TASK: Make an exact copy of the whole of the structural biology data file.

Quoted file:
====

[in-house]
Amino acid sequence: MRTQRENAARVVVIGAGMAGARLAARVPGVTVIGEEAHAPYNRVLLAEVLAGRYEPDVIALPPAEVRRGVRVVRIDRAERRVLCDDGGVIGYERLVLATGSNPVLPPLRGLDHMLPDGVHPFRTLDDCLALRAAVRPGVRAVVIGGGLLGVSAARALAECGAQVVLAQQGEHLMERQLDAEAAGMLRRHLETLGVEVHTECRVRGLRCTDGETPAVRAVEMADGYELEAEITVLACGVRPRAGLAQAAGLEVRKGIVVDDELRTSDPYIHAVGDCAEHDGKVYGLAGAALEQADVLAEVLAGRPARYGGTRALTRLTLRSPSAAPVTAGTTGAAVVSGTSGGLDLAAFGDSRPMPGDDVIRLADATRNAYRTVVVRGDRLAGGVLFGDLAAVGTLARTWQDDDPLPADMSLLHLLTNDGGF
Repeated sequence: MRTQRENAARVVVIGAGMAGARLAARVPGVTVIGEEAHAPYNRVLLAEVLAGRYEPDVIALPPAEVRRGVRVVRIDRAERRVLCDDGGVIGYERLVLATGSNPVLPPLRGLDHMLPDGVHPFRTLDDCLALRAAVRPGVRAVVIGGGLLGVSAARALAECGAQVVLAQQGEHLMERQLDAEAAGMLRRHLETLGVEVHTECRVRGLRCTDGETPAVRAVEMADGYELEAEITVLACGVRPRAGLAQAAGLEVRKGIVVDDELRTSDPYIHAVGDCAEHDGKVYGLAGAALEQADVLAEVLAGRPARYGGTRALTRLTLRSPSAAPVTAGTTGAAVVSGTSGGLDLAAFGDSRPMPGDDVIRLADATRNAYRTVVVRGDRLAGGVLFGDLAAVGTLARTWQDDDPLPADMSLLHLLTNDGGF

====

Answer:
[in-house]
Amino acid sequence: MRTQRENAARVVVIGAGMAGARLAARVPGVTVIGEEAHAPYNRVLLAEVLAGRYEPDVIALPPAEVRRGVRVVRIDRAERRVLCDDGGVIGYERLVLATGSNPVLPPLRGLDHMLPDGVHPFRTLDDCLALRAAVRPGVRAVVIGGGLLGVSAARALAECGAQVVLAQQGEHLMERQLDAEAAGMLRRHLETLGVEVHTECRVRGLRCTDGETPAVRAVEMADGYELEAEITVLACGVRPRAGLAQAAGLEVRKGIVVDDELRTSDPYIHAVGDCAEHDGKVYGLAGAALEQADVLAEVLAGRPARYGGTRALTRLTLRSPSAAPVTAGTTGAAVVSGTSGGLDLAAFGDSRPMPGDDVIRLADATRNAYRTVVVRGDRLAGGVLFGDLAAVGTLARTWQDDDPLPADMSLLHLLTNDGGF
Repeated sequence: MRTQRENAARVVVIGAGMAGARLAARVPGVTVIGEEAHAPYNRVLLAEVLAGRYEPDVIALPPAEVRRGVRVVRIDRAERRVLCDDGGVIGYERLVLATGSNPVLPPLRGLDHMLPDGVHPFRTLDDCLALRAAVRPGVRAVVIGGGLLGVSAARALAECGAQVVLAQQGEHLMERQLDAEAAGMLRRHLETLGVEVHTECRVRGLRCTDGETPAVRAVEMADGYELEAEITVLACGVRPRAGLAQAAGLEVRKGIVVDDELRTSDPYIHAVGDCAEHDGKVYGLAGAALEQADVLAEVLAGRPARYGGTRALTRLTLRSPSAAPVTAGTTGAAVVSGTSGGLDLAAFGDSRPMPGDDVIRLADATRNAYRTVVVRGDRLAGGVLFGDLAAVGTLARTWQDDDPLPADMSLLHLLTNDGGF